30 April 2018

Zero hour for fossils

Global demand for fossil oil continues to rise despite heightened awareness of the consequences. What should we make of this? One thing is clear – we should not wait for oil consumption to stop by itself.

Over a decade ago, The Nobel Peace Prize was awarded to the Intergovernmental Panel on Climate Change (IPCC) and Former Vice President of the United States, Al Gore "for their efforts to build up and disseminate greater knowledge about man-made climate change, and to lay the foundations for the measures that are needed to counteract such change".

The world carbon budget is the allocated amount of greenhouse gases that can be emitted before the Earth’s atmosphere rises by 2 degrees Celsius. Despite clear evidence of climate change accelerating and significant losses in biodiversity all around the world, globally the consumption of oil products rose by a tremendous rate in 2017 in comparison to previous years.

Will we ever be free of oil?

By the time the carbon budget is reached, it will be difficult to actually do anything about it. I believe we will not run out of oil. Instead, we must choose to stop using it. That is the simple answer. In different forms, hydrocarbons will be available to use for potentially several hundreds of years. Oil will continue to be extracted from the reserves until the price of oil becomes so high that people are forced to find alternatives.

Crude oil, not just gas and diesel, will continue to be used for a long time. Transportation is expected to remain dependent on these fuels for decades. The transportation of large quantities of goods over great distances using electricity is still far away and for example cargo flights, the shipping industry, and heavy trucks will need liquid fuels for a long time still. Crude oil is of course also used as raw material for many products which are not burned, for example plastics.

Working together is key

It is not enough that one industry or one operator, a single nation, or one family makes a change. We all have to make a change. We cannot use electricity to pave roads or create oil-based products, such as mobile phones from it. Instead, we need to consider alternatives. For example, is there enough biomass on the planet to create an alternative to asphalt? Humankind is currently not yet able to understand the scale of just how much change is needed to combat climate change.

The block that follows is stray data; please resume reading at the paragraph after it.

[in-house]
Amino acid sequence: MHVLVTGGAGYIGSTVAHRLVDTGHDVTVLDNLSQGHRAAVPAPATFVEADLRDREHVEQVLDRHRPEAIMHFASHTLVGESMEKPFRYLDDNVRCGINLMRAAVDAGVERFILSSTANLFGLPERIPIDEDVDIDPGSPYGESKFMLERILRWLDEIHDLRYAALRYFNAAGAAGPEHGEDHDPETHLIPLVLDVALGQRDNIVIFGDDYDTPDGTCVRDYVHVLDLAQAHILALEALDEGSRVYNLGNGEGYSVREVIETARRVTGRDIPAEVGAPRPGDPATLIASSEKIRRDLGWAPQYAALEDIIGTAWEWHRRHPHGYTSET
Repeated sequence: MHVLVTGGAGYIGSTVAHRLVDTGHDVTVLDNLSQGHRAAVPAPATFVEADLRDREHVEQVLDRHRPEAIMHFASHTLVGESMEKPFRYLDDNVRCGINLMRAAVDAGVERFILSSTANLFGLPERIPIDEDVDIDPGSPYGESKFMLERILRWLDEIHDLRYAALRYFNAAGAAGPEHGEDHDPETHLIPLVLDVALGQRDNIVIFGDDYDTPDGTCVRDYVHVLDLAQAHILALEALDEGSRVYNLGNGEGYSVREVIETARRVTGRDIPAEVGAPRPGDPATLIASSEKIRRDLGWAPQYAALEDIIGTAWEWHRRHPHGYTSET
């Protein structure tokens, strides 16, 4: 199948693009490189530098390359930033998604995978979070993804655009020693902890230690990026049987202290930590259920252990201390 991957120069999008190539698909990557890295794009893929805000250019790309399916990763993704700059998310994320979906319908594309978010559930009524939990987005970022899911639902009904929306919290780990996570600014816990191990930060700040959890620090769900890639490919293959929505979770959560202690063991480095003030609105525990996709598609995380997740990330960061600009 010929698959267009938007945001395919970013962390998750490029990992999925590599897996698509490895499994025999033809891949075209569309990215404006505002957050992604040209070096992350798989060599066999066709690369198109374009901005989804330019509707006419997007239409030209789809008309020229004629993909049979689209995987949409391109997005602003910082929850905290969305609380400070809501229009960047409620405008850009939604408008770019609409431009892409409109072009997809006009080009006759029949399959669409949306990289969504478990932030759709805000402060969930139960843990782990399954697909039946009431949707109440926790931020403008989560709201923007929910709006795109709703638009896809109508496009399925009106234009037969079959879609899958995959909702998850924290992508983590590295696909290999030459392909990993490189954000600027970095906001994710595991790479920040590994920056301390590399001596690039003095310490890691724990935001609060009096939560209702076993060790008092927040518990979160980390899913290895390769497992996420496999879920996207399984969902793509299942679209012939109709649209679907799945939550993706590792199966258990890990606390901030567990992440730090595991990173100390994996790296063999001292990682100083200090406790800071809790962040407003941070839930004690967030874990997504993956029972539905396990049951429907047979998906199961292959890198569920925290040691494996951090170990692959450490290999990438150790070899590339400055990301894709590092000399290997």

Spending our carbon budget

According to a recent article in the Guardian, at the current rate of consumption and production, we will spend the world's carbon budget in just 18 years. To be honest, this seems somewhat pessimistic. But at least if we don’t do anything we really might spend our carbon budget in just 18 years. 

As our consumption continues to grow, we are also producing more oil from the ground and that will increase our carbon dioxide emissions. Therefore, we must focus on solutions that lower carbon emissions. Ethanol and renewable diesel, especially when produced from molecules outside the food chain like waste and residues, provide us with one solution.

It is difficult for people to accept that they have to change their own behavior and make different choices to those that they have made in the past. This is about human nature. Whether we reach the carbon budget in 18 or 108 years, reaching this limit will have caused the Earth’s atmosphere to rise by 2 degrees Celsius. We already know what this will mean; for example, extreme weather phenomena will become even more commonplace than we see today.

Shifting gears for sustainability

It is important for all of us to see what we could be doing differently to reduce our personal carbon footprint and make more sustainable decisions in our own lives.

The most effective way to make a change is to make informed decisions about our purchases, from plastic bags at the grocery store to flying long distances. If nothing changes, we will have to face the consequences. Taking long flights to tropical destinations is more affordable than ever, but few people stop to think about what this really means.

Airplanes emit hazardous particles and gases including carbon dioxide, carbon monoxide, nitrogen oxides and sulfur oxides. As air travel is growing at a massive rate, so have emissions from the sector skyrocketed.

The time to act is now

At Neste, we believe the time to take action is now. We must take a proactive approach towards building a more sustainable future for ourselves and our children by reducing humankind’s dependence on crude oil-based products and solutions.

It is our responsibility to secure a functional society, also during times of transition that may take a long time. Politicians, the EU, and decision-makers around the world are responsible for enabling the transition to a lower carbon future. Neste supports the change by proudly offering low-carbon solutions, such as renewable diesel.

For example, people driving diesel cars could help the environment simply by using products like Neste MY Renewable Diesel™ in their cars. This is something I do myself, significantly reducing the emissions of my vehicle. But that is just me. We need everyone onboard.

Lauri Kärnä
Lauri Kärnä
Lauri Kärnä, Senior Advisor